Water if God wills it

I have what Tommy Callahan would call “A little bit of a weight problem.” I have struggled since my mid twenties. The last few years I have yo-yo dieted. The root of the issue is that I never make that fundamental lifestyle change that would keep me in good shape for more than 6 or 9 months. I inevitably fall back into cookies and brownies and chips and soda and well you get the idea. I have had great success with Body for Life and Insanity also. I’m no Shaun T, but I do ok. Usually I set a goal or start a competition and all of a sudden my competitive nature kicks in. I have done several “Biggest Loser” competitions at work and always had great results.

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If you’ve been following along for any significant amount of time, you will have noticed: I try to remain pseudo-anonymous. Nothing on the internet is truly anonymous. If you wanted to, you could dox me with barely any effort. Whatevs.

The reason for this anonymity is that I currently work a regular job. Obviously this site is about transitioning to EMS/Fire, and not working at a software company…

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photo-pasquale-vitiello-n-31A ride along can be a great way for you to decide if this is the right career for you, and to get some great face time with the department you hope to join.

Many departments offer ride-alongs, but others do not. Sometimes though, even the ones who say they do not offer ride-alongs will let you go with them if you know someone, or make yourself known to them, and are willing to fill out paperwork (full of waivers and agreements). Note: By make yourself known, I mean hang around a lot.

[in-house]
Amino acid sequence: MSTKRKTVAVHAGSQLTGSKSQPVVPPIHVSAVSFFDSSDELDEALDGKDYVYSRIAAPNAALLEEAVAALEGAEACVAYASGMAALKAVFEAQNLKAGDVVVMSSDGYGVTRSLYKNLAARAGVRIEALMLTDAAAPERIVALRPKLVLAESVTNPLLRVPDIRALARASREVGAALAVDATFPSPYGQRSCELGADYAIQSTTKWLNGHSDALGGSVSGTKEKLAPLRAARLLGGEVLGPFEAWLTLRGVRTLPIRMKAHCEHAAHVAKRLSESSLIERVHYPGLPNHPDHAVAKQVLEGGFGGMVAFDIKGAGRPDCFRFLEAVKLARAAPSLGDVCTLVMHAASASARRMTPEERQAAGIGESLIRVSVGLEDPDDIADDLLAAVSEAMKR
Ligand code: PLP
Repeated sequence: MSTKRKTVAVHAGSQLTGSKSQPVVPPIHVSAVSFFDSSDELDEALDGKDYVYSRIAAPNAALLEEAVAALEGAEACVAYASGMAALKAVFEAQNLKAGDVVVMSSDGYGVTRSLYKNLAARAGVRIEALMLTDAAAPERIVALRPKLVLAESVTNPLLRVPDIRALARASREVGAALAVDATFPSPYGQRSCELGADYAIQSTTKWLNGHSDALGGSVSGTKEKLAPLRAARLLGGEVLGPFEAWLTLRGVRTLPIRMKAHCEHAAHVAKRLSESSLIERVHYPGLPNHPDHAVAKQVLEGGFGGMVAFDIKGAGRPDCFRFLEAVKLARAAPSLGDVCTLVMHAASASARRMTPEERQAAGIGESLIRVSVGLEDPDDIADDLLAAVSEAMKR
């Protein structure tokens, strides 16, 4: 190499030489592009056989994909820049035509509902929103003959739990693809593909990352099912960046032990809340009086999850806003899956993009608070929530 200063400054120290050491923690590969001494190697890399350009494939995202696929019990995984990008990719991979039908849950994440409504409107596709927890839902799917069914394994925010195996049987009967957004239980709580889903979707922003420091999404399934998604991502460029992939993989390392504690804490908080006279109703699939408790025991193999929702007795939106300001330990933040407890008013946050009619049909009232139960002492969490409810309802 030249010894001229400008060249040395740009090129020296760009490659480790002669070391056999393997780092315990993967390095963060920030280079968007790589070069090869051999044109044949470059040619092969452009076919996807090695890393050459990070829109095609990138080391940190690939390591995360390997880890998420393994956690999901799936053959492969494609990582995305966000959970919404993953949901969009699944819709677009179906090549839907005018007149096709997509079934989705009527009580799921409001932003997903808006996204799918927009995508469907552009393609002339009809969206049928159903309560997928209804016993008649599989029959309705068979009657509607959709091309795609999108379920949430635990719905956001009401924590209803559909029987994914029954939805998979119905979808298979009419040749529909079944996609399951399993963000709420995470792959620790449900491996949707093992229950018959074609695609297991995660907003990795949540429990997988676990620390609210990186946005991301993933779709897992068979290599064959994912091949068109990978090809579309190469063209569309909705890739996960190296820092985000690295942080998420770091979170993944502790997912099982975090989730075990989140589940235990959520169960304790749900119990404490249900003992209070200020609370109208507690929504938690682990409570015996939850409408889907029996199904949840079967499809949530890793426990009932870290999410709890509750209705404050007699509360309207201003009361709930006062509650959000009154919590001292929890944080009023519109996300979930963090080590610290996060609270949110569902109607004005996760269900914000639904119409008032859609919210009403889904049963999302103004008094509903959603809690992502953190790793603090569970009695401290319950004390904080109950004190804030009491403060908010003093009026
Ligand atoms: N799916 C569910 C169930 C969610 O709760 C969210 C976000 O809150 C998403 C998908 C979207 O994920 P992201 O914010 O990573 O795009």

The way it worked out for me was that I have a friend that is a Captain with one of the local departments. He suggested it and sent me all of the paperwork. I’ll be posting about that soon, so stay tuned.

My EMT instructor tells me that most departments only allow you to ride-along for a few hours. However, some departments (especially if you know someone) will let you ride-along for an entire shift.

While on your ride-along you will start to get a feel for what life at a station can be like. Granted, most people act differently with strangers hanging around, but you will start to get a good feel for what life *can* be like. If you are lucky, those tones will drop while you’re there. If that happens, then you will get to feel the rush of running on a call. Also, there are daily tasks that need to be performed: mopping, washing the engine, cooking etc. Don’t be afraid to ask if you can pitch in. I’ve never in my life felt more fulfilled while mopping a floor.

You have to be prepared. You may see the worst of humanity. You may see the worst in yourself. You may walk away from this career.

You may fall in love.